Unique among micro-lenders, the Women's Venture Fund, Inc. builds on the life experience of each client to:
- Develop her self-confidence
- Expand her understanding of business opportunities
- Provide the skills, training and resources to assume ownership of progressively more complex enterprises
Some of WVF's many accomplishments include:
- A five-year grant from the U.S. Small Business Administration to provide training and technical assistance
- Certification as a Community Development Institution by the U.S. Department of Treasury
- A $100,000 challenge grant from Board member Abigail Disney
- Participation in a roundtable discussion with Vice President Al Gore on micro-finance and with President and Mrs. Clinton at the Women's Economic Leadership Conference
- Vision 2000 State Model of Excellence presented by the Office of Advocacy, U.S. Small Business Administration
- Hispanic Entrepreneur Award (awarded to Maria Otero) sponsored by Hispanic Magazine and Bloomberg
Six Stages of Entrepreneurial Development
Stage 1: Desire
An emerging entrepreneur desires to have her own enterprise but has no clear sense of what either the product or market should be.
Stage 2: Friends & Family
Those in the second stage have a product or service, but serve a limited market: family, friends and close neighbors.
Stage 3: Indigenous Neighborhood Market
Entrepreneurs at this stage are beginning to move beyond selling to their immediate friends, family and neighbors. At this point, the micro-entrepreneur feels confident enough to sell her product to a stranger to whom she feels connected, perhaps through a friend or because they both shop at the same neighborhood retailer. Also at this stage, market opportunity is still being evaluated through personal preferences and shopping experiences.
Many times, the early products are not marketable outside their original neighborhoods. If a woman wants to grow to become self-employed and, eventually, an employer, she will need to refine or even change the product line or service she supplies based on market demand.
Stage 4: Local Market
Slightly more sophisticated than the woman who confines her activities to her neighborhood is the one who brings her products or services to craft and street fairs or local merchants. At this point the entrepreneur is beginning to encounter an objective market that has no affiliation to her. This is a significant development because it denotes the emergence of the potential for self-employment. The entrepreneur has typically gone beyond self-esteem and confidence barriers to engage comfortably in commerce with strangers. At this point, she is able to apply marketing information better and to begin the process of developing more substantial marketing plans. She will also begin to appreciate the benefits of good record keeping. Her experiences have provided her with a better understanding of how to use her own business information to plan her growth and manage her enterprise effectively.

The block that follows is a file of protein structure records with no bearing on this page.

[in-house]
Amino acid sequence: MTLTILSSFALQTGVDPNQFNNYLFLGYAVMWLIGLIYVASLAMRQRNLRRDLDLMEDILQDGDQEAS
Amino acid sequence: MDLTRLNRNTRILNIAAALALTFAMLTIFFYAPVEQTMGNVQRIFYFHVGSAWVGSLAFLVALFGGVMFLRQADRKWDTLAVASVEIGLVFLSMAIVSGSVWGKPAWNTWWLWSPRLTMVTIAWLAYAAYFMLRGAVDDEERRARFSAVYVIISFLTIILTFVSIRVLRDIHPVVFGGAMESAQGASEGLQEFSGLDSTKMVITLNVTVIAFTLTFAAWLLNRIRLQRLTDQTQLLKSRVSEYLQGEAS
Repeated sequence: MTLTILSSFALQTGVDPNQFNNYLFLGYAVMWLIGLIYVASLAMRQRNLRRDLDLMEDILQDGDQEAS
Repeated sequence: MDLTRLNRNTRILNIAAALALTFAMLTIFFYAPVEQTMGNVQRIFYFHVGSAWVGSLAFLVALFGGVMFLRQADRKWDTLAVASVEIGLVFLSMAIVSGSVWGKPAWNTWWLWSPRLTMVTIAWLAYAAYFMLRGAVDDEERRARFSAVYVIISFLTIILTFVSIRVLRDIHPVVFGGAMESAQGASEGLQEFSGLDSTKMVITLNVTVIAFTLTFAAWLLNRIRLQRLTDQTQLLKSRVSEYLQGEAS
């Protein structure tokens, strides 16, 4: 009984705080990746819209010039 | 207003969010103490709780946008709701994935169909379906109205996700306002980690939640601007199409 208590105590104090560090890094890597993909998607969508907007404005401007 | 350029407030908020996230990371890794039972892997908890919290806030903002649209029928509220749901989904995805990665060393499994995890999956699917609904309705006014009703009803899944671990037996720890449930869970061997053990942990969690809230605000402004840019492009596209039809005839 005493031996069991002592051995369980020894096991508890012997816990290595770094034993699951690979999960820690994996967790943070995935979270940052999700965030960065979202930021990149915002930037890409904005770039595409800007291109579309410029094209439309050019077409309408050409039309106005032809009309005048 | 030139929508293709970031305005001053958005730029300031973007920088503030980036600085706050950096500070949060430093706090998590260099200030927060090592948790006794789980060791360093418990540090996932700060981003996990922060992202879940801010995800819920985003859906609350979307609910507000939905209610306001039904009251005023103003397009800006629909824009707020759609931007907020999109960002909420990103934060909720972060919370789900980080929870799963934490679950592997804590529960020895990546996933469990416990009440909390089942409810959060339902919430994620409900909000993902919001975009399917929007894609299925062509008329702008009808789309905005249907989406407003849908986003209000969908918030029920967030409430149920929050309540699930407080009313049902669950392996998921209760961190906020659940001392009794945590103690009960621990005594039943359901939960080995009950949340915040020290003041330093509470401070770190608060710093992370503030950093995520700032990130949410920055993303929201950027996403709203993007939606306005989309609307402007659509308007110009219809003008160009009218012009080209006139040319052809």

Stage 5: Trade Show & Conventions
The fifth stage of entrepreneurship represents the beginning of a stabilized small business. At this step in the process, the entrepreneur has incorporated an understanding of a generic customer profile and can begin to think in terms beyond self-employment. She typically markets her products at conventions and trade shows or the equivalent. The entrepreneur also begins to see her role within the context of the larger industry she belongs to and begins to perceive a larger scale opportunity. Because she has wider exposure to the world of business possibilities and some actual experience, she is able to digest and evaluate her original marketing concept more critically.
Stage 6: Mass Market
The last and final developmental step in this evolution is when the entrepreneur recognizes a mass market and chooses what product or service she will supply based upon market demands. This objectification of the market and its demands cannot be perceived until the woman has first understood that customer behavior can be objectified and forecasted. As long as she focuses on the market and her product as an extension of herself (products that give her self-esteem primarily though compliments of friends and neighbors) she is unable to find a market niche that has mass appeal.